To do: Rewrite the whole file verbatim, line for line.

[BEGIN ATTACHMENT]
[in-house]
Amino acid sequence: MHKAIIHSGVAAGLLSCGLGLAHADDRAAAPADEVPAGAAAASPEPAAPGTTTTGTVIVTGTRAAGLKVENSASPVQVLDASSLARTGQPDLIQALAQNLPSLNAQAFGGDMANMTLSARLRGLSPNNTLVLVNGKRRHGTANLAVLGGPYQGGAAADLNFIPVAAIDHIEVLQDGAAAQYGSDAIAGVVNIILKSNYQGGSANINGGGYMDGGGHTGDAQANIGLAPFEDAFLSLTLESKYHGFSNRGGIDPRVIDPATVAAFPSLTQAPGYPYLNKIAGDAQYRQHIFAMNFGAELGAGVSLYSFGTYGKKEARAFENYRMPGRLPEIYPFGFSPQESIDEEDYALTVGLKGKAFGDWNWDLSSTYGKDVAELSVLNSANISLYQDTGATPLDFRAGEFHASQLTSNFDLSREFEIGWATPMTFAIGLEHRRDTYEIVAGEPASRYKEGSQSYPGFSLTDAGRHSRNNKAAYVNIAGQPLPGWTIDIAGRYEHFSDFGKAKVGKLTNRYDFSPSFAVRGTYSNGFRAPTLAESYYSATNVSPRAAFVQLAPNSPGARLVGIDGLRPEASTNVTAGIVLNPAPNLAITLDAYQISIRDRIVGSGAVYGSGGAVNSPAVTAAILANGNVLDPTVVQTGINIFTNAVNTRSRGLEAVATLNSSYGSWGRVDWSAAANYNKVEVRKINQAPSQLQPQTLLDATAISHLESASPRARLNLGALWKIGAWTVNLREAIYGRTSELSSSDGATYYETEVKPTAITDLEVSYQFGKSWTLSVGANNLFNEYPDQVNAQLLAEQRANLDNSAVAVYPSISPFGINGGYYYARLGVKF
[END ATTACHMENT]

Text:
[in-house]
Amino acid sequence: MHKAIIHSGVAAGLLSCGLGLAHADDRAAAPADEVPAGAAAASPEPAAPGTTTTGTVIVTGTRAAGLKVENSASPVQVLDASSLARTGQPDLIQALAQNLPSLNAQAFGGDMANMTLSARLRGLSPNNTLVLVNGKRRHGTANLAVLGGPYQGGAAADLNFIPVAAIDHIEVLQDGAAAQYGSDAIAGVVNIILKSNYQGGSANINGGGYMDGGGHTGDAQANIGLAPFEDAFLSLTLESKYHGFSNRGGIDPRVIDPATVAAFPSLTQAPGYPYLNKIAGDAQYRQHIFAMNFGAELGAGVSLYSFGTYGKKEARAFENYRMPGRLPEIYPFGFSPQESIDEEDYALTVGLKGKAFGDWNWDLSSTYGKDVAELSVLNSANISLYQDTGATPLDFRAGEFHASQLTSNFDLSREFEIGWATPMTFAIGLEHRRDTYEIVAGEPASRYKEGSQSYPGFSLTDAGRHSRNNKAAYVNIAGQPLPGWTIDIAGRYEHFSDFGKAKVGKLTNRYDFSPSFAVRGTYSNGFRAPTLAESYYSATNVSPRAAFVQLAPNSPGARLVGIDGLRPEASTNVTAGIVLNPAPNLAITLDAYQISIRDRIVGSGAVYGSGGAVNSPAVTAAILANGNVLDPTVVQTGINIFTNAVNTRSRGLEAVATLNSSYGSWGRVDWSAAANYNKVEVRKINQAPSQLQPQTLLDATAISHLESASPRARLNLGALWKIGAWTVNLREAIYGRTSELSSSDGATYYETEVKPTAITDLEVSYQFGKSWTLSVGANNLFNEYPDQVNAQLLAEQRANLDNSAVAVYPSISPFGINGGYYYARLGVKF